It's that time of the month again ... Daring Bakers' time...
But before I tell you all about the deliciously crispy cannoli I wanted to mention a few other bits that have been going on around here.
First and foremost the website got a face lift. I would probably go as far as saying it got a new face all together. I was going for that bright and airy feel where imagery is all that matters so, if you are getting the updates through the RSS feed do drop by the site and let me know what you think.
In other news... it's Black Friday and the Holiday Sale is on its way in the shop. I will be retiring some of the prints currently in the shop so, if you've been eying a print or two get them before they're all gone.
And now that we have all the announcements off the way we can get back to the story behind the crisp, banana-mascarpone filled cannoli...
I must admit that I, frustrated by the last DB challenge, felt a little relief when I opened the Daring Kitchen's forum and saw the following words: "Sorry all, we're not baking this month...". In my head I was already making plans for the free weekends I will have due to the absence of DB challenge this month.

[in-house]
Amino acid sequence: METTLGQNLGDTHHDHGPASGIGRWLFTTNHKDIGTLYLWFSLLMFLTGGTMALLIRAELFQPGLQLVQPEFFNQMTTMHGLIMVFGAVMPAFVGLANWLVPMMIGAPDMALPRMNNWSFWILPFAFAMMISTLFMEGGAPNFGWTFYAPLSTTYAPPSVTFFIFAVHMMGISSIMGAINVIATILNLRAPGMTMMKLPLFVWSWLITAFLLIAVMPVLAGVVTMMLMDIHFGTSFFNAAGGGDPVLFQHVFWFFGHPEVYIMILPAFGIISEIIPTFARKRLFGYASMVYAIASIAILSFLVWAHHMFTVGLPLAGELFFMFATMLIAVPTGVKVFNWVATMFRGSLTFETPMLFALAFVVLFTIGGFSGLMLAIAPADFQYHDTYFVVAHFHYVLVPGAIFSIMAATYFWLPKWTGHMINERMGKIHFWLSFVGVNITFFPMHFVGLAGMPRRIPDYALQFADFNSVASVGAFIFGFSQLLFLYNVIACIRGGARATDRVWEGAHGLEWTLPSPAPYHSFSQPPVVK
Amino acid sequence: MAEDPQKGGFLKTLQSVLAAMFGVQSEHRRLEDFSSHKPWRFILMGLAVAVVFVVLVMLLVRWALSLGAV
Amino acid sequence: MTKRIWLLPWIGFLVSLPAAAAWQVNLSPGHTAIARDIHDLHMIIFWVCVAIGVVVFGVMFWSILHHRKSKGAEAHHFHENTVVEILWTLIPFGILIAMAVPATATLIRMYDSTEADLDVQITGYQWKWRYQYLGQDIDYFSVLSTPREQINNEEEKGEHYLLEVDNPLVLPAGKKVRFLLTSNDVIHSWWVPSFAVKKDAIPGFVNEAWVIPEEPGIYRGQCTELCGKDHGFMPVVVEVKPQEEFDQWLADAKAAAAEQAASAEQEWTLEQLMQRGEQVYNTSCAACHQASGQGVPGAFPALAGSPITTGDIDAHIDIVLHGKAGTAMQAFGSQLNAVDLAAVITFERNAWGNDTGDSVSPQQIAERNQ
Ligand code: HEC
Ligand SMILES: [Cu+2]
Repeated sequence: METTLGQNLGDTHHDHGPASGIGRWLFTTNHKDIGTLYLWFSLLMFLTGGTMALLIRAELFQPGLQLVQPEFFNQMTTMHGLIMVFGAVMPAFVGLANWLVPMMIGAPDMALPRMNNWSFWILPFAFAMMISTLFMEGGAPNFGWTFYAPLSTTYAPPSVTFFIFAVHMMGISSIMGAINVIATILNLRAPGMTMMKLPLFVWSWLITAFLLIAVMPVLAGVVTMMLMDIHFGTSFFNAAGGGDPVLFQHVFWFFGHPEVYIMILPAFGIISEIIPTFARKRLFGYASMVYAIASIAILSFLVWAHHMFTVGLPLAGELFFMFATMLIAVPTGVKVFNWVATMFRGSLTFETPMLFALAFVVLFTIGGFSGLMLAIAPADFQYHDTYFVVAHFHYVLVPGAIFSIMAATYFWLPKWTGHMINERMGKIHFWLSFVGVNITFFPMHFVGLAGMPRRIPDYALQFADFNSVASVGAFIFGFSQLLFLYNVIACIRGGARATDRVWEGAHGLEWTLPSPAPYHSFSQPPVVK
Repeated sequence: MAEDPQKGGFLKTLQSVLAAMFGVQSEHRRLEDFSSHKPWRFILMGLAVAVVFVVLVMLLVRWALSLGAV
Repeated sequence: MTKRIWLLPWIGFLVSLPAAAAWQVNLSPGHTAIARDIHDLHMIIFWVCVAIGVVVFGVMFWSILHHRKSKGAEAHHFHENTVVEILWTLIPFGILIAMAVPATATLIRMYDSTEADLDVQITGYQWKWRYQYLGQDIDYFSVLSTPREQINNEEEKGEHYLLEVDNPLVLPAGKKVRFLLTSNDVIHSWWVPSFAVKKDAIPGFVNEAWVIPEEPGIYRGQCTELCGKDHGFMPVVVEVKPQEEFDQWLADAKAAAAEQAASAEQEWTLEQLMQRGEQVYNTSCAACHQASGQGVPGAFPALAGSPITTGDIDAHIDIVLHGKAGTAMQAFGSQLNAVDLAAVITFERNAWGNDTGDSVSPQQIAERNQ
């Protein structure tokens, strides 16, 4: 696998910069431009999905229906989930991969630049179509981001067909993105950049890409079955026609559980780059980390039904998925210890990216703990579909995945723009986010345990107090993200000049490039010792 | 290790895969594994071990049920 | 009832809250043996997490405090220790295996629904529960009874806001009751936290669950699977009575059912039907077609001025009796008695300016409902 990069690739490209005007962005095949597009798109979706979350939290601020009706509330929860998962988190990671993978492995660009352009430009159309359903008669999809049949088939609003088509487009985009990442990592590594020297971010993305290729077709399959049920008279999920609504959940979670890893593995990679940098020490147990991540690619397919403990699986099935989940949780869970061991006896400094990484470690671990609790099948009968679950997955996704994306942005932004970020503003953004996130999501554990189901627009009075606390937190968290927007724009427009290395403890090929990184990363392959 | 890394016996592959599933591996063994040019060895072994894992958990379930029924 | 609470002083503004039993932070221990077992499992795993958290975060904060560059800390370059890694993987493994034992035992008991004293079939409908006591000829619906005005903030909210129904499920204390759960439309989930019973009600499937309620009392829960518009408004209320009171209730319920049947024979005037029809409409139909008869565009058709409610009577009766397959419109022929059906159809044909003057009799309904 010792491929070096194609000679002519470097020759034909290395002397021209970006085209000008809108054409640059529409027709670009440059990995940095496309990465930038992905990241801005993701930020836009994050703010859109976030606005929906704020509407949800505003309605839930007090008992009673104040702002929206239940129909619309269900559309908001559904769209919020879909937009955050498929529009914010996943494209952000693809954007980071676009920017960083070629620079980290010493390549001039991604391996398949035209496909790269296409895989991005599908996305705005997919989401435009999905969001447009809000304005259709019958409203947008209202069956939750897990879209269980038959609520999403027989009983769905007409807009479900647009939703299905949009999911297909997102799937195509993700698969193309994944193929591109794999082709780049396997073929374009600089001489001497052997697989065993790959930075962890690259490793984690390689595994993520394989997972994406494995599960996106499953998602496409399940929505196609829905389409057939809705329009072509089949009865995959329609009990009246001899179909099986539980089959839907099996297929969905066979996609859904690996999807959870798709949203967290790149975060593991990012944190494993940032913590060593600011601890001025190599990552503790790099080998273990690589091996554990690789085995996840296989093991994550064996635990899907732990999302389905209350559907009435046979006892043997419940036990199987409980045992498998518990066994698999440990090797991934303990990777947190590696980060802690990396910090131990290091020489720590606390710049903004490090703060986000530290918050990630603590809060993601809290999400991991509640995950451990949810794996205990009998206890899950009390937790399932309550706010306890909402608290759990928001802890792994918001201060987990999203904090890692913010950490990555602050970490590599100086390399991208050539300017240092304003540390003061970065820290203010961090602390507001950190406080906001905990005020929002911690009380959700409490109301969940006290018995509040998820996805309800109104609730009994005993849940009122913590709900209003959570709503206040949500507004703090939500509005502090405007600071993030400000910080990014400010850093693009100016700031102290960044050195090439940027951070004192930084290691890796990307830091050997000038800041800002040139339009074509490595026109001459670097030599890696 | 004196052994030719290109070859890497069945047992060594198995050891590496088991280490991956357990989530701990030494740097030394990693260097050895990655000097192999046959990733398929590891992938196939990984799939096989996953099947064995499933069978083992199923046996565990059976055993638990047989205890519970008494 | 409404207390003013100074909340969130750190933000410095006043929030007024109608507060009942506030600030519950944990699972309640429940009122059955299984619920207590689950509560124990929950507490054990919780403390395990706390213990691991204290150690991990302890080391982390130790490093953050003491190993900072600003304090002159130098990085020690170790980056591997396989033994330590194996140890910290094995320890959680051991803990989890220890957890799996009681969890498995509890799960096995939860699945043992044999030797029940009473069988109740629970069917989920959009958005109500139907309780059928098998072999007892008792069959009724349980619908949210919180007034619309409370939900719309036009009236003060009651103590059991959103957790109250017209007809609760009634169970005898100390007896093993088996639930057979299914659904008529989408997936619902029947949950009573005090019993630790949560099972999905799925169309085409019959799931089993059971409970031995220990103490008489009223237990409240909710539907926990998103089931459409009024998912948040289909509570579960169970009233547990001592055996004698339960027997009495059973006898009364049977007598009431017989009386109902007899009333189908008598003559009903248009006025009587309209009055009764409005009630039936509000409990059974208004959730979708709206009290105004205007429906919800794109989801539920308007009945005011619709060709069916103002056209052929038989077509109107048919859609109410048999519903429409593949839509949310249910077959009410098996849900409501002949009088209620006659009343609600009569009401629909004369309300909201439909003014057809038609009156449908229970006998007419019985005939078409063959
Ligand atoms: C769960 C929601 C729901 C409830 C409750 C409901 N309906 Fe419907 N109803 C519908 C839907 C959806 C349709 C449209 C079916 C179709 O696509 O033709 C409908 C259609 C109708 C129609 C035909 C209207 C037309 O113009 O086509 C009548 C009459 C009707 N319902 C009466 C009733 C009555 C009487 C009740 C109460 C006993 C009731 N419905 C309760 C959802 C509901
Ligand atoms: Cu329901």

"Yay!" I thought to myself and kept on reading, curious to find out why is it we're not baking this month. My initial "Yay!" pretty quickly turned into "Oh, no!" when I read that not only there will be a DB challenge this month, but we will be frying cannoli. What an unexpected turn of events!
The November 2009 Daring Bakers Challenge was chosen and hosted by Lisa Michele of Parsley, Sage, Desserts and Line Drives. She chose the Italian Pastry, Cannolo (Cannoli is plural), using the cookbooks Lidia's Italian-American Kitchen by Lidia Matticchio Bastianich and The Sopranos Family Cookbook by Allen Rucker; recipes by Michelle Scicolone, as ingredient/direction guides. She added her own modifications/changes, so the recipe is not 100% verbatim from either book.
Two potential obstacles to completing the challenge were the lack of cannoli forms, since I've never had the pleasure of making cannoli before, and the deep-frying of the shells.